Piotr’s dad wouldn’t have made love to Aznavour, of course, but he’d have done almost anything else for him; he’d have fought lions, or dragons – Turks, especially Turks. He might not have approved, but Piotr liked to think that a part of him would have seen why Piotr wanted to be where he was with David Deram, concealed on the ground by low-lying shrubbery, making the best love of his young life, and a memory to carry with him wherever he went.
“Is it me,” David asked after a while.
“Yes.” Piotr laughed. “It’s you.” He still didn’t quite believe it.
“Or has it gone all quiet?”
They were secreted, not very cleverly, but out of sight of both pickers and film people, in a dip in the divisions between the fields where foundations had been dug for a fence – Gerard had run out of money – and the vegetation had started reclaiming the works. There was no playback of the music, of course. Piotr strained his ears, and thought he heard voices, some of the extras or crew talking quietly. A stray laugh sounded out, clear as a bird’s cry. “You heard that?” Piotr said.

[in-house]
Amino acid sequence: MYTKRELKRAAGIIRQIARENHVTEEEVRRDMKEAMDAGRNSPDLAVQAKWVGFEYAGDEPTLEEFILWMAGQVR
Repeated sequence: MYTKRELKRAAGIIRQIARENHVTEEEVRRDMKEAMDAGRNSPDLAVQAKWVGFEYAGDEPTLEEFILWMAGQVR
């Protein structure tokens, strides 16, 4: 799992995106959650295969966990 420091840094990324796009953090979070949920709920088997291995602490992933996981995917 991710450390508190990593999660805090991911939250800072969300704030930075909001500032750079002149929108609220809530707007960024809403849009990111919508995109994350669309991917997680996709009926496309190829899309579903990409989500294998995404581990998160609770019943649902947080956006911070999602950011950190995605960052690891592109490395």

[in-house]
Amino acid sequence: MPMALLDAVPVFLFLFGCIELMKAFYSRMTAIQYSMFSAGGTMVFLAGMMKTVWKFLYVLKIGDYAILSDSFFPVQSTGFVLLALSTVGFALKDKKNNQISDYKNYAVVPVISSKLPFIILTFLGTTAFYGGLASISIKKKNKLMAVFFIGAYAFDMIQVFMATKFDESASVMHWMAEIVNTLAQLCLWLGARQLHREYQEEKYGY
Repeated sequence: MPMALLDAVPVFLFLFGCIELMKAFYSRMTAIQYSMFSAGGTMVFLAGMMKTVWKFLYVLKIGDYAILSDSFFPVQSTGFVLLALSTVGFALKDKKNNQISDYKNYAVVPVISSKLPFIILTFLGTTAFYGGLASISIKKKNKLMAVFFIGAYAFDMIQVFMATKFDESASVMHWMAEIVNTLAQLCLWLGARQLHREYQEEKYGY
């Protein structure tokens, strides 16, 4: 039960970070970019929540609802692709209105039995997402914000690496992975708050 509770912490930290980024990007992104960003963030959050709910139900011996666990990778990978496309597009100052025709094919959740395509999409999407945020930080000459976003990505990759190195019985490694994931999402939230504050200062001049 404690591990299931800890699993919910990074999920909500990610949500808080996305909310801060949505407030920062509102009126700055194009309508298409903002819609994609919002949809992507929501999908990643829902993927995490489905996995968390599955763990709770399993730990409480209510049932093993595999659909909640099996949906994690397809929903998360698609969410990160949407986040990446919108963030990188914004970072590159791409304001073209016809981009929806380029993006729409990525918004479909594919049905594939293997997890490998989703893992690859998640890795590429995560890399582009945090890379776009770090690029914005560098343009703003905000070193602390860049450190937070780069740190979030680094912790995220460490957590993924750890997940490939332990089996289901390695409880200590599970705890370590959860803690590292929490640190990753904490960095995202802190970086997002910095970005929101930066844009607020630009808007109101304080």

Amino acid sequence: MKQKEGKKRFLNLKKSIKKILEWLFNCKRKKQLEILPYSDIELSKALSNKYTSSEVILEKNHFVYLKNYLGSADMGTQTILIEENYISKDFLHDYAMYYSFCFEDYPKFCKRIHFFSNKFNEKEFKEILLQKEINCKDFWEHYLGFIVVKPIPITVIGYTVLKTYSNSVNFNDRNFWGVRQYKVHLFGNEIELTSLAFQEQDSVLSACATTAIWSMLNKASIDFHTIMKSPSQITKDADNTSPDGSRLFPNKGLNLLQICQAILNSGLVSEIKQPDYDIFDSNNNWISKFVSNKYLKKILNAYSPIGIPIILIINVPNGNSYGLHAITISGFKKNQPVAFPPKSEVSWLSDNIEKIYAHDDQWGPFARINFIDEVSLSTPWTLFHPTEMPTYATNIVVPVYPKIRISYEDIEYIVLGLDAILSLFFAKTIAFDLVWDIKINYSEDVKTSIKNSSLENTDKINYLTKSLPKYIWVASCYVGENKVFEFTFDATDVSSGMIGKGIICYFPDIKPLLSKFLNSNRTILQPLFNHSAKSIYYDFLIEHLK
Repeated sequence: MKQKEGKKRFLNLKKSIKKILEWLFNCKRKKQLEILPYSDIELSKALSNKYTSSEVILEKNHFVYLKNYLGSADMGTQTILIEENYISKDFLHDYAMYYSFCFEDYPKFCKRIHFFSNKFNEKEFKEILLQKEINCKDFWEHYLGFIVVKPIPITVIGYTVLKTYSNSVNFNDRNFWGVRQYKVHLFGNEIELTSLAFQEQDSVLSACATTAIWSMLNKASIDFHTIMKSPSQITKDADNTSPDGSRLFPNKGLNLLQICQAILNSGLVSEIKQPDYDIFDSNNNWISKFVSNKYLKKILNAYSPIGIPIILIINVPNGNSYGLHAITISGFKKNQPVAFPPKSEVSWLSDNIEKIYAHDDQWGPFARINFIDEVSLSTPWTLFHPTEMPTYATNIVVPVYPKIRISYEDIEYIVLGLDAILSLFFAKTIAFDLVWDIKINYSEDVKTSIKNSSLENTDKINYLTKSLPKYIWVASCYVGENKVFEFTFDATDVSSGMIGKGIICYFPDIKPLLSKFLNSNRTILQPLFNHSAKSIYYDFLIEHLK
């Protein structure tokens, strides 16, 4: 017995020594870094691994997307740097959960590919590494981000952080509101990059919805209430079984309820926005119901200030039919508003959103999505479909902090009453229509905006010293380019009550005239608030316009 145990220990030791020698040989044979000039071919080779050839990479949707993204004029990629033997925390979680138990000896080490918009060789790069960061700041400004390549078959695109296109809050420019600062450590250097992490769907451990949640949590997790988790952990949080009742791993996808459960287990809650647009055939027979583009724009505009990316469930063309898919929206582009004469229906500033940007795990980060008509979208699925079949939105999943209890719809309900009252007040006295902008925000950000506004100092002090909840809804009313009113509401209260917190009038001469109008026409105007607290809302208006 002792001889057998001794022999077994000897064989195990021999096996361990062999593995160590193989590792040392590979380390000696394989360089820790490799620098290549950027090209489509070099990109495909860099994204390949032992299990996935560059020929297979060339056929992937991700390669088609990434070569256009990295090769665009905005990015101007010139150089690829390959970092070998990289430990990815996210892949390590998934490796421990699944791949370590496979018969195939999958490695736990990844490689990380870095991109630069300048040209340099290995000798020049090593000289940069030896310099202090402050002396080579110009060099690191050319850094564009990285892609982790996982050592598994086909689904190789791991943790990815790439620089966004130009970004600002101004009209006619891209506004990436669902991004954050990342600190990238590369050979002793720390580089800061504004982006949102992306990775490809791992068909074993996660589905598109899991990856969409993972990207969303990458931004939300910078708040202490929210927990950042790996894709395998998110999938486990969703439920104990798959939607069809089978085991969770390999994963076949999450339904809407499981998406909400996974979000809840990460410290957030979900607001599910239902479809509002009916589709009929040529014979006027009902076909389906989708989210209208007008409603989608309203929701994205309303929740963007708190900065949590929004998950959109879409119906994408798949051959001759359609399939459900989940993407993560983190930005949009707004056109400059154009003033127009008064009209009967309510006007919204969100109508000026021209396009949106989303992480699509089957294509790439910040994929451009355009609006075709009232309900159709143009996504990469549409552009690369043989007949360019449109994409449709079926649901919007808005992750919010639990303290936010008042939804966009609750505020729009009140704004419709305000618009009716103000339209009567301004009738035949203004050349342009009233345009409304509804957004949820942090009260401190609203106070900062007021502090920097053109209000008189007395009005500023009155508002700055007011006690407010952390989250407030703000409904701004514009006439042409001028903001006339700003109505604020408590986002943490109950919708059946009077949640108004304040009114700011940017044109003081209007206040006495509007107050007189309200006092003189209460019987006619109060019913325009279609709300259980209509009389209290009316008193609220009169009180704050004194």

“Was it my phone?”
“No.” Piotr resisted the temptation to do a comic double-take.
“I chucked it,” David recalled.
“The fucking battery ran out.”
It was Danielle who charged the phone. When his battery ran out, she would give him the other one, charged. Without Danielle, things were… unravelling. David Deram looked at Piotr wondered if he ought to confess this.
Piotr looked impressed, but also a little aghast at this celebrity behaviour. If David’s car ran out of petrol, did he leave it by the roadside and get another, he wondered. He tried not to sound judgmental when he said, “Crazy.”
David said, “What are the towers for?”
It was both a frivolous, post-coital question, and a good one.
“To watch for…” Piotr tried to remember the pronunciation in English. “Vikings,” he said, with a triumphant air.
David Deram let out a huge laugh. “You’re funny,” he said. He showed his appreciation with the peck of a kiss.
“Polish?” David checked.
“All the Polish are here, now,” the legend said.
“Yes.” Piotr pretended to laugh. “Poland is… empty, now.” He wondered if he ought to resume his babble, about seeing David sing, back in another life. He decided not to. It would lengthen the distance between them, and send it back to where it had been fifteen minutes before.